Preparing for the Overland Track

Picture of trail.

The beginning of the Overland Track.

January 9 – 13, 2015
Days 176 – 180

Before coming to Australia, I had lived for five months in Beijing, China. After having spent so much time in one of the biggest cities on the planet, I just wanted to get as far from people as possible. Tasmania was a good choice. The entire island only had 513,000 people, and nearly half of them lived in Hobart. “Tassie” had plenty rugged wilderness to explore. Where, exactly, would I go?

The lack of public transportation, combined with the fact that I would most likely be on my own, limited my options. After doing a bit of research, I learned that the Overland Track is one the highest-rated treks in the world. The trail starts at the Cradle Mountain Visitor Centre, a few hours from Devonport and accessible by bus. From there, the trail goes south, skirting the edges of some of the tallest mountains in Tasmania. The trail ends at the Lake Saint Clair Visitor Centre, which is close to a highway (ie, easy to hitch a ride back to Devonport). The route was supposed to be easy to follow, and there were bound to be lots of other people in the same general area as me, so I didn't mind going it alone.

The only problem with hiking the Overland Track was that a permit was required. This trek was popular – hikers generally bought their permits six months in advance. But they also tended to go in groups. It just so happened that there was still a single permit available a few days hence, so I scooped it up. There weren't any days with multiple permits available for the next two months. Traveling alone does have its advantages.

I couldn't start walking for a few days, but that was OK by me. The forecast called for thunderstorms on the last day before my trek was to begin. After that, it was supposed to be warm and sunny for the next week. But even so, the Tasmanian Mountains were notorious for bad weather. Snow was possible, even in summer. I would have to prepare for the worst.

Picture of train.

The Don River Railway train.

The next day, I followed the hiking path that went past my campground. It took me through a eucalyptus forest for a few miles, and ended in a village called Don. I was about to turn around and walk back to my campsite when I spotted a railway museum. I spent the next few hours looking at the old passenger trains that used to cart people around Tasmania. Most of the cars were bare-bones by today's standards, but the carriage the British royal family took across the island was an example of late-Victorian opulence. When I left the museum, I ate my lunch in a park and met a lovely retired couple who invited me to visit them in Deloraine after I finished my trek. I told them I'd call them when I got back to town.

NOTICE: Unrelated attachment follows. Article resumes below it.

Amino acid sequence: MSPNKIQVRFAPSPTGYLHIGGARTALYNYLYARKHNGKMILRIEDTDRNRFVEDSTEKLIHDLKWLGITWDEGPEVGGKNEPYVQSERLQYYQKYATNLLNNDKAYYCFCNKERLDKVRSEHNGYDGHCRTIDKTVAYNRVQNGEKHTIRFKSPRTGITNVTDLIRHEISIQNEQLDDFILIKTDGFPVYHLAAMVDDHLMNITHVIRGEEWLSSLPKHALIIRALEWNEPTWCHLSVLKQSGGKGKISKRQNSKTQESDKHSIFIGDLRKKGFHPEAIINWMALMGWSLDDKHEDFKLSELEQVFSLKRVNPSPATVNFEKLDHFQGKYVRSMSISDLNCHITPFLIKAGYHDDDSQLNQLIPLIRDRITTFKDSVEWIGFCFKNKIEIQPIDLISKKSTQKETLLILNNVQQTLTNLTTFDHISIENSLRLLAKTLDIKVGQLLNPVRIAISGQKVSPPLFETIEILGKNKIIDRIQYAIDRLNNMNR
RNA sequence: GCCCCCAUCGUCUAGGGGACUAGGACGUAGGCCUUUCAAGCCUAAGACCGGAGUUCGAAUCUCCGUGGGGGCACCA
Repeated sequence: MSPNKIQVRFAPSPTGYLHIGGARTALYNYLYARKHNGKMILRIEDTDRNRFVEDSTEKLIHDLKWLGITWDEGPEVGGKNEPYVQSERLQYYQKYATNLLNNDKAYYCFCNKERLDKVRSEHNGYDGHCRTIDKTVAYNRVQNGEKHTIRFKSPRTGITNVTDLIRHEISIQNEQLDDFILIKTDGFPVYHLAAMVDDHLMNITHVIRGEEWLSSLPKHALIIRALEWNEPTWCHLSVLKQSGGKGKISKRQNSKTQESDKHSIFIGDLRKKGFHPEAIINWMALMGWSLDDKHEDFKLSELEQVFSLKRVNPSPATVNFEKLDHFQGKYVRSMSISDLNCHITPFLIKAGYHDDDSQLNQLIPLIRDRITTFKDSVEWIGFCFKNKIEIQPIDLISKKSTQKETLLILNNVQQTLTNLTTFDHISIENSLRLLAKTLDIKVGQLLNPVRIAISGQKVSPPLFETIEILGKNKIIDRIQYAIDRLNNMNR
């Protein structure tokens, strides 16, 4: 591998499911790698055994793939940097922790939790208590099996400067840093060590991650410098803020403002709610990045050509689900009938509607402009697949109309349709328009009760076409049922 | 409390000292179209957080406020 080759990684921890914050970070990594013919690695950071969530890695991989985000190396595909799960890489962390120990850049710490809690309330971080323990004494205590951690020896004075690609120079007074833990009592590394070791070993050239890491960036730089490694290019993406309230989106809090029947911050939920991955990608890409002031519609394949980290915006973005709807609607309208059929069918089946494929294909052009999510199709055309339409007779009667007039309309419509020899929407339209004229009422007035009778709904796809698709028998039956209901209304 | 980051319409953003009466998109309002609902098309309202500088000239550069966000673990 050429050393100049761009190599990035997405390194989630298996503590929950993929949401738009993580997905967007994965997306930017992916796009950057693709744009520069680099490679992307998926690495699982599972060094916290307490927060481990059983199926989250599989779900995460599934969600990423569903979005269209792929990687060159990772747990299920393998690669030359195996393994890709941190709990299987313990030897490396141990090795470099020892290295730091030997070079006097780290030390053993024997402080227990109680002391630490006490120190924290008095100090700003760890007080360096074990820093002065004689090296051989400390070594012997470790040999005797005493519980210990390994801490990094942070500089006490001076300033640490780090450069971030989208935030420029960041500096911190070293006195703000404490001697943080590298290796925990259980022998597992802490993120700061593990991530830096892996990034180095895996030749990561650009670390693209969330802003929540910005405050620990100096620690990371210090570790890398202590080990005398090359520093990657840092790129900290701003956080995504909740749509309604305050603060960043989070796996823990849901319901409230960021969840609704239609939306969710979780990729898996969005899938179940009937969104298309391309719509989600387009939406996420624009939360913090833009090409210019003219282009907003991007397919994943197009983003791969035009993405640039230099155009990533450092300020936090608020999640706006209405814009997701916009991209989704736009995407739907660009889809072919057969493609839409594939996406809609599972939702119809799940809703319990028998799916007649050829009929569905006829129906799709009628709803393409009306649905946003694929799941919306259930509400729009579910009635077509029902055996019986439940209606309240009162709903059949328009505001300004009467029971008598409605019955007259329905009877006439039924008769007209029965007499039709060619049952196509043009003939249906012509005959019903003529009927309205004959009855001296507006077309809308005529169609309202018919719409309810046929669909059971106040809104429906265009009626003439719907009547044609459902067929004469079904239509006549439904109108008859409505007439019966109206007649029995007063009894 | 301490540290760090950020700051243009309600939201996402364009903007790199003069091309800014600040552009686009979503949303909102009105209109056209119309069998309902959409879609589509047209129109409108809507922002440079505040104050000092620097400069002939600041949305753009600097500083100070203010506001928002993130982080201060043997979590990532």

One day I decided to buy a few supplies for the Overland Track. I didn't bring a sleeping bag on this trip because my plan was to travel in the Australian summer for two months, then spend another month in tropical Cambodia and Vietnam before heading back to Beijing. The weather was hot in Devonport, but I knew I would need something to keep me warm in the mountains. I picked up a pink fleece blanket from the Salvation Army for $2 and a space blanket from an outdoors shop. I also had a winter hat, a down jacket and two sets of long underwear with me. Even though the forecast called for warm weather, I figured I could survive a night in my tent, as long as the temperature didn't drop much below freezing.

On the last day before my trek, I went grocery shopping. The Overland Track was supposed to take seven days, but like the Great Ocean Walk in Victoria, the official sections were short. Still, this was the only trek I planned to do in Tasmania, so I didn't mind taking my time. On the other hand, the longer I stretched out my trek, the more the extra food would weigh me down. This is one of the guessing games involved with trekking. Take too much food and you can't carry your backpack. Take too little and you go hungry. I ended up buying enough quick-cooking food for seven days, with the thought that if I was going to run out, I could always combine two days of walking and hike out early. When I got back to my campsite in Devonport, I carefully planned each meal, keeping in mind how many calories I would be taking in, and how many I would likely burn on the trail.

As expected, it rained hard for most of that final day. The temperature also plummeted. I was on the coast and it was the middle of summer, but I was freezing. I dreaded to think of what would have happened if I had been in the mountains during the rain. I just hoped the bad weather would clear as quickly as it had come.

More photos from Devonport

External Websites:
Official Overland Track Website
Wikipedia's Overland Track Website

Continue to Day 1

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